SciVal – 2. How SciVal can help you in the battle for research funding

By: Ellen Fest · 17 October 2017
Category: Impact

In modern academia, there’s a great deal of competition for research funding. NWO accepts only a quarter of the proposals and for their major research programmes (Basic Research and Talent) this is even lower. For the EU Horizon 2020 program, the figures look even less promising. Only 14% of the proposals in the first 100 calls were accepted. To help our staff improve their grant proposals, WUR Library provides access to SciVal. In this blog post, I explain how you can use SciVal to demonstrate your research impact and focus.

SciVal is an online bibliometric tool based on the Scopus database, focused on research performance. Read more about SciVal in my introductory blog.

 

How you can use SciVal in grant applications?

Show impact within a Research Area

Imagine you are writing a grant application on a specific topic. Using SciVal , you could demonstrate your research performance on this topic or in its wider research area. There are two ways to do this: 1) Perform a search in Scopus on the topic; or 2) use a pre-set research area based on the Scopus journal classification system. Having done that, you are able to compare the performance of your (or your group’s) research output with that of others in this this research area. At the end of the blog I’ll explain how to create a research area.

Let’s take a look at the research area of Food Sciences. This is a pre-set research area based on the Scopus journal classification system. In the screenshot below, you can see that, as expected, Wageningen University & Research is one of the leading institutes in this area, by both output and impact. WUR is ranked 6th, based on the number of publications in the period 2012-2017. And in the top 10, WUR has the highest citation impact, as shown by the Field Weighted Citation Impact1 of 1.92 in the right column (Module Overview → Research Areas → tab Institutions).

As said, besides predefined research areas SciVal also provides the opportunity to create your own research area. This is done by performing a search in the Scopus database. For example, you could create the research area “climate adaptation” by searching for this and related terms in the Scopus database (see the text box at the end of this blogpost how to create and use a Research Area). The whole set of results consists of > 90.000 publications from 2012 onwards. Wageningen University & Research is responsible for about a thousand publications within this set. When we compare WUR output with the total set, WUR’s share in the top 1% and top 10% of most-cited publications is higher than the world average (see screenshot below). More than 30% of our WUR-output on this research topic belongs to the 10% most-cited publications (Module Overview → Research Areas → tab Published (Overall)).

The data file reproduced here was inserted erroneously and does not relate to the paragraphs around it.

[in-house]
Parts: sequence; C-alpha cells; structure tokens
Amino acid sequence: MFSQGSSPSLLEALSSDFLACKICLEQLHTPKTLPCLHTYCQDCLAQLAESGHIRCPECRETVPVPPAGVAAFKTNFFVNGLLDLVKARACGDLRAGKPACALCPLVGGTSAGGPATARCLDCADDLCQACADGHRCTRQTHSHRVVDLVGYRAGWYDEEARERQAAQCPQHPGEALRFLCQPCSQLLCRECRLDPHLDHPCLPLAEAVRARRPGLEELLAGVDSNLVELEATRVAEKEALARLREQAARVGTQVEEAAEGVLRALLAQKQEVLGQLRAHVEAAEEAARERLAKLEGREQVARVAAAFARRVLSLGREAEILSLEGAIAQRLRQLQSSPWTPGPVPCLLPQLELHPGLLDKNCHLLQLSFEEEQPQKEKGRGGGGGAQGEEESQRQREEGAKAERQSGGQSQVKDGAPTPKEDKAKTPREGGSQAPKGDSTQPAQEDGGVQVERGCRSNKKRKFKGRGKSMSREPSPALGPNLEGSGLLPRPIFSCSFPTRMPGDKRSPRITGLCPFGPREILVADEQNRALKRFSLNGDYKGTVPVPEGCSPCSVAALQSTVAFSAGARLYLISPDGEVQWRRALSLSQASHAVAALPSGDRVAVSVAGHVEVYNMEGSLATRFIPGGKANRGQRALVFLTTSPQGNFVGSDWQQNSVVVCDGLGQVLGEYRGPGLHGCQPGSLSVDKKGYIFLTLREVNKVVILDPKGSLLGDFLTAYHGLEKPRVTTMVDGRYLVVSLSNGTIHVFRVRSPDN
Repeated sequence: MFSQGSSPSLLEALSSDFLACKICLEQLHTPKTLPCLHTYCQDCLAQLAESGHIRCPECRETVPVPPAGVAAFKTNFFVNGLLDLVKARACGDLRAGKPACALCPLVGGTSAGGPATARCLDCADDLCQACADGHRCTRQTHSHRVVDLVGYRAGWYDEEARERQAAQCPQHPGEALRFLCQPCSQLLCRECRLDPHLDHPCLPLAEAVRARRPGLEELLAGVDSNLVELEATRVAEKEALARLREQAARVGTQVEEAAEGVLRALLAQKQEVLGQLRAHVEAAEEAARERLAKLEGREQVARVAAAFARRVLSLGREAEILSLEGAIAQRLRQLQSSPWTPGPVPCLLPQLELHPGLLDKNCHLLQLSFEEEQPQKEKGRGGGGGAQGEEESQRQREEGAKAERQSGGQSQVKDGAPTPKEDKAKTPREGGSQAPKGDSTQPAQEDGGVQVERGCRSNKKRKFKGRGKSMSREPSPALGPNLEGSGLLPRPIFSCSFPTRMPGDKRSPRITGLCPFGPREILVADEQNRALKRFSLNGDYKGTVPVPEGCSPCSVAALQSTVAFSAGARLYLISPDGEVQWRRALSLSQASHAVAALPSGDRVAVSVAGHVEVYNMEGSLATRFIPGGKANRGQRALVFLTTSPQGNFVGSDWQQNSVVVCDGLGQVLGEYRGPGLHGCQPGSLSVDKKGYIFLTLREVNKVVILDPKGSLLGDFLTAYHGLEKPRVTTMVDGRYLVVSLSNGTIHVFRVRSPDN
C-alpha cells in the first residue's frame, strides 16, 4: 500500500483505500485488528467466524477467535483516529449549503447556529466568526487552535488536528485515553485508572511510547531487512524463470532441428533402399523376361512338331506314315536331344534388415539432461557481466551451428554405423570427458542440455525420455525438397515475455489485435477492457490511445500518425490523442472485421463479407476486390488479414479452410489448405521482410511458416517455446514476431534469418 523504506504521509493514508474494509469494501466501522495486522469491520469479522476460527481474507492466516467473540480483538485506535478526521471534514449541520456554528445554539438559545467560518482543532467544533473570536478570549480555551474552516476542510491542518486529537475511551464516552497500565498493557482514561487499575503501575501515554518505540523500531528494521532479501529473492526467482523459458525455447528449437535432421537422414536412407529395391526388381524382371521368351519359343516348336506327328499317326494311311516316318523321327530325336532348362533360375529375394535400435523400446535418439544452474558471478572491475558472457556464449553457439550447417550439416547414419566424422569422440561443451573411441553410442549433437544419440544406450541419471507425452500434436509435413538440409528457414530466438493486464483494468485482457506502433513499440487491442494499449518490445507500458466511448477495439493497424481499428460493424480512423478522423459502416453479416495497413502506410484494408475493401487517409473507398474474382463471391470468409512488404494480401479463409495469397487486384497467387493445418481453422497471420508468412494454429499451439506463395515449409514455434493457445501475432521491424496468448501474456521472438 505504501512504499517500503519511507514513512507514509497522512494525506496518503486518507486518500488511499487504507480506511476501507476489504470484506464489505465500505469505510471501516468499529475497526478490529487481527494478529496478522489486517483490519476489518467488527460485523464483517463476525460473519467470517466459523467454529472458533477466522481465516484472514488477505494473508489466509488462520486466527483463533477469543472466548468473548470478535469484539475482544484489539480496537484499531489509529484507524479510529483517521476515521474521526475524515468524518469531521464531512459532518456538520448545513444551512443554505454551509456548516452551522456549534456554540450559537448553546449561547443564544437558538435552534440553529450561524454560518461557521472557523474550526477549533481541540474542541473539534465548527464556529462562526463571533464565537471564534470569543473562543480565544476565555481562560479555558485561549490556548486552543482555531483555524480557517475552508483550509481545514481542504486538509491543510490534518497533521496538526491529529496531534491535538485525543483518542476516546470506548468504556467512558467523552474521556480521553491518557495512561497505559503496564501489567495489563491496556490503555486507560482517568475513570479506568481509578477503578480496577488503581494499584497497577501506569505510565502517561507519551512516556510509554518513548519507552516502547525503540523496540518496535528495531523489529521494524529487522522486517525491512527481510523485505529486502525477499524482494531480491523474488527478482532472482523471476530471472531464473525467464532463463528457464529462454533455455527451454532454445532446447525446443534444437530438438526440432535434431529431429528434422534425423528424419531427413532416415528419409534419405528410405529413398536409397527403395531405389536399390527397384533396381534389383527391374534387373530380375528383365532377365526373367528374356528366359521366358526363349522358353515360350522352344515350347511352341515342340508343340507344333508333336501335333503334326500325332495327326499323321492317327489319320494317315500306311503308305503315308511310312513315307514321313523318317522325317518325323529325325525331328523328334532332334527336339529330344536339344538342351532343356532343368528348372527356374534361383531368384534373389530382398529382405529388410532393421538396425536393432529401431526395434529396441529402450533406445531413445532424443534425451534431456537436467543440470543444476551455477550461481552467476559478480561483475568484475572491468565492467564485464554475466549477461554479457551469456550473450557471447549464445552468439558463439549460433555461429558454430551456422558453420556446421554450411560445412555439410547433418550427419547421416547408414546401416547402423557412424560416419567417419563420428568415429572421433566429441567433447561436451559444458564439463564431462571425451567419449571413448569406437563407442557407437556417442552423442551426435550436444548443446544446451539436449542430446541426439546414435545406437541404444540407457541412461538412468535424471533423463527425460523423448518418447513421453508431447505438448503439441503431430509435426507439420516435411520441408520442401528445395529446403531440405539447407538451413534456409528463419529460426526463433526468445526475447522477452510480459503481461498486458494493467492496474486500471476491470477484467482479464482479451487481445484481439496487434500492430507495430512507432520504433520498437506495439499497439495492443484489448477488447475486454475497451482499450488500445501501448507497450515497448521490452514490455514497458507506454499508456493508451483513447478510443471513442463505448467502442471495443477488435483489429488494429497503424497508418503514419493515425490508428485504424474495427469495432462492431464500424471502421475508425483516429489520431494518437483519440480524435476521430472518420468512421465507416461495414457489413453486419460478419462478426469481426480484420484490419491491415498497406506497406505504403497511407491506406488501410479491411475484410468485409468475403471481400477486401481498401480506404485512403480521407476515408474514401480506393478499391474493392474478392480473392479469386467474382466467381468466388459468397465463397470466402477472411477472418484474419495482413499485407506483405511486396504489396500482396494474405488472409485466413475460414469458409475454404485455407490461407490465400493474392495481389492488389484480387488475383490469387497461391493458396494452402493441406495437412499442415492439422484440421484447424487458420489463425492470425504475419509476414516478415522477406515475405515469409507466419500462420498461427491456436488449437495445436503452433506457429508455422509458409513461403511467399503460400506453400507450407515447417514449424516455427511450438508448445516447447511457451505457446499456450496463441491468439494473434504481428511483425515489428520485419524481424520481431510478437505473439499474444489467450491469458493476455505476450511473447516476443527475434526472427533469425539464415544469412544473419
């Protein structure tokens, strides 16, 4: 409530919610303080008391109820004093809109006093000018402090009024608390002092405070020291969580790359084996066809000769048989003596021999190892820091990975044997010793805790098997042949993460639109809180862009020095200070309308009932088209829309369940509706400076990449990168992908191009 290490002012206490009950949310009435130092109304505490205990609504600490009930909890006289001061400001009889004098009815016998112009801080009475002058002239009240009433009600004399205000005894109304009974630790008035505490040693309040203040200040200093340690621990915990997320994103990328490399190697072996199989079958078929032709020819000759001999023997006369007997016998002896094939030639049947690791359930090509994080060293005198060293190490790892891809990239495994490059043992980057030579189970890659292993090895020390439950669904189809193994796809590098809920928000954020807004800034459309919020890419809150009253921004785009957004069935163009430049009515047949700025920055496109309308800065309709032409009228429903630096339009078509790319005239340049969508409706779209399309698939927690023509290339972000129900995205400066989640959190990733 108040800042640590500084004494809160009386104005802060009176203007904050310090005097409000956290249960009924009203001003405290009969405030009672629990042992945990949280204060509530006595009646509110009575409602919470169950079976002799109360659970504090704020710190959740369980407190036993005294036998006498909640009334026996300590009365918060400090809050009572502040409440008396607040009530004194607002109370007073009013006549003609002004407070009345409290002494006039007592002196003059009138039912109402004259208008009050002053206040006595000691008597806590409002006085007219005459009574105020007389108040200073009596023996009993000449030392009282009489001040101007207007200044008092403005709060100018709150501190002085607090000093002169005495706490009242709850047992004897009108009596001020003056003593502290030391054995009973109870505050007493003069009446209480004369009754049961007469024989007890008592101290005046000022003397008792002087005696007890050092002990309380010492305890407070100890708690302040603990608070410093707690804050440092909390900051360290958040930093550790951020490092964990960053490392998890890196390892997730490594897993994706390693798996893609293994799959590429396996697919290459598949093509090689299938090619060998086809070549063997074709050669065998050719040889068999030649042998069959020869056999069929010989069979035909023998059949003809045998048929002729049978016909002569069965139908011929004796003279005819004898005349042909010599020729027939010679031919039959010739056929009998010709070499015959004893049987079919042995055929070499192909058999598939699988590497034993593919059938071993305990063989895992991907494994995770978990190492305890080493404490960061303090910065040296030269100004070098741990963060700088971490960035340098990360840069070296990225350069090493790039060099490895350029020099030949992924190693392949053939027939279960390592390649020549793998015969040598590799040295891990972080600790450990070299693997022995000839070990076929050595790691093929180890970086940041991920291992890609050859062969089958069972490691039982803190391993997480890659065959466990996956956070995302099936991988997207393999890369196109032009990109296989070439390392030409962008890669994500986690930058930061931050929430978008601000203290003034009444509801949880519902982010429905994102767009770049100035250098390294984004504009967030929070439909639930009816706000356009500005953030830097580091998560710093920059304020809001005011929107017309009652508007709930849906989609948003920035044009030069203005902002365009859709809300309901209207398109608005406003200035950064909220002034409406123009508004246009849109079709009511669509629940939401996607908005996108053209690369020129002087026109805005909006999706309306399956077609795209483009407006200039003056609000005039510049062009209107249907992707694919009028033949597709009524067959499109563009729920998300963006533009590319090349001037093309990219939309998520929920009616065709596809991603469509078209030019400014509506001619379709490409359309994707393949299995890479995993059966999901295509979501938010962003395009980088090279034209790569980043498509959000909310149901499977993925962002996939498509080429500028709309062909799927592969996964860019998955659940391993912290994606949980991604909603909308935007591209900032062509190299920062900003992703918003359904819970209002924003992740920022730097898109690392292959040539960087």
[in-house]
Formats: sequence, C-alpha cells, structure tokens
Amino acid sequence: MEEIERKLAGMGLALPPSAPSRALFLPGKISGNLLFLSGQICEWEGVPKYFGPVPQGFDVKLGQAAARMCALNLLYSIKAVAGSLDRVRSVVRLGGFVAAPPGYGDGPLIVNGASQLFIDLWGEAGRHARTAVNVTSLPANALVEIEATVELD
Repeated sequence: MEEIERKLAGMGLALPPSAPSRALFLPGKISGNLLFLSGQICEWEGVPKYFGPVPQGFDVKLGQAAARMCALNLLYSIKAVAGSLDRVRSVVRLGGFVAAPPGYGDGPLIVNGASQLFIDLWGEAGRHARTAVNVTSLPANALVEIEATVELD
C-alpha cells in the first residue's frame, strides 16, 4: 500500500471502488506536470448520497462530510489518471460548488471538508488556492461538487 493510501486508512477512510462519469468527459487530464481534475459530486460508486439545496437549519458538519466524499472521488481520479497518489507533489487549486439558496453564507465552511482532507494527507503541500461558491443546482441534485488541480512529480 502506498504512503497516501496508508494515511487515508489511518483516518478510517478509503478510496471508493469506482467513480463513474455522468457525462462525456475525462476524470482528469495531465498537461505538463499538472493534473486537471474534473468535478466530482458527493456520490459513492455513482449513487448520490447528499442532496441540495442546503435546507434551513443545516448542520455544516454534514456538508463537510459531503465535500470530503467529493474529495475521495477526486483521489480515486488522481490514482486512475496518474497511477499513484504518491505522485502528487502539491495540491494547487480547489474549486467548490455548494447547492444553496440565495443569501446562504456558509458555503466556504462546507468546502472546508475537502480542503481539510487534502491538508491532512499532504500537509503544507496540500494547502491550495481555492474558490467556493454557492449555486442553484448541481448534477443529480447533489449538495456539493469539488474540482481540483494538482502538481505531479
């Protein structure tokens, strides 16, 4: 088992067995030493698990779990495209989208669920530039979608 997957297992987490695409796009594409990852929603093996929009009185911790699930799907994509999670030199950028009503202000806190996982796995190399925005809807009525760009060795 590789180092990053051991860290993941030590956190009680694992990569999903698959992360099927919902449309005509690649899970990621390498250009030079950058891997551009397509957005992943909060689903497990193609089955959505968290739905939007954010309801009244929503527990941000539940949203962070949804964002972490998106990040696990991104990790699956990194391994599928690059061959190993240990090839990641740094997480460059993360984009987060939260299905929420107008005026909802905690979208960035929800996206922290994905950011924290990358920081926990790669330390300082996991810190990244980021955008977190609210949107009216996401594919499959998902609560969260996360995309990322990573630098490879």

You can also show the top 10 contributing institutions in a research area, by number of publications. You could restrict your metrics to e.g. Europe to indicate which European institutions focus on this area most. Adding the Field Weighted Citation Score also shows what impact the works of these institutions have. As can be seen in the screenshot, Wageningen University & Research is the second-largest institution in Europe on this topic. The citation impact on this topic is quite high for all 10 institutions. Nevertheless, WUR belongs to the highest scoring institutions on this list.

Show the impact of a project-team

You can also approach it from a different angle and show the impact of the project team (on a specific topic). Based on Scopus author identifiers, you are able to create a group of researchers in SciVal. (A good reason to regularly check your Scopus Author Profile!). Find out how the create a group of researchers in SciVal at the end (2nd textbox) of this blogpost.

To show how you can use a group of researchers in SciVal, I created an example project team consisting of 6 researchers. This hypothetical group works in the area of plant sciences and wants to show its excellence. In SciVal, you can easily create a table in which the most important bibliometric indicators are summarized per team member (Module Overview → Researcher and Groups → tab Researchers). An example of such a table is given below; created with one push on the button. For privacy reasons the names of the researchers are blurred.

Another way of showing the excellence of your project team is presenting the share of publications that belong to the top 10% and 1% most-cited publications, as is shown in the screenshot below. In this case, almost a quarter of this team’s publications belongs to the 10% most-cited publications (Module Overview → Researchers and Groups → tab Published (Overall)).

A third example of using the output of the project team is showing the citation impact per research area, indicating the strength in a specific field, or, in the case of multidisciplinary fields, in many fields (Module Overview → Researchers and Groups → tab Published (by Subject Area)).

The metrics described above can be useful in building a case in a grant application. You can show clearly why you believe your group deserves to be funded on a specific research topic, or that your institution or collaborative partners are likely to create further impact. Has this blog made you interested in using SciVal for improving your funding application? Contact me for support! You can find my contact details below this post.

 

1 The ratio of citations received relative to the expected world average for the subject field, publication type and publication year.

 

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Ellen Fest

Ellen Fest

library information specialist | citation analysis | research data management | altmetrics | SciVal |impact of science | bibliographic networks

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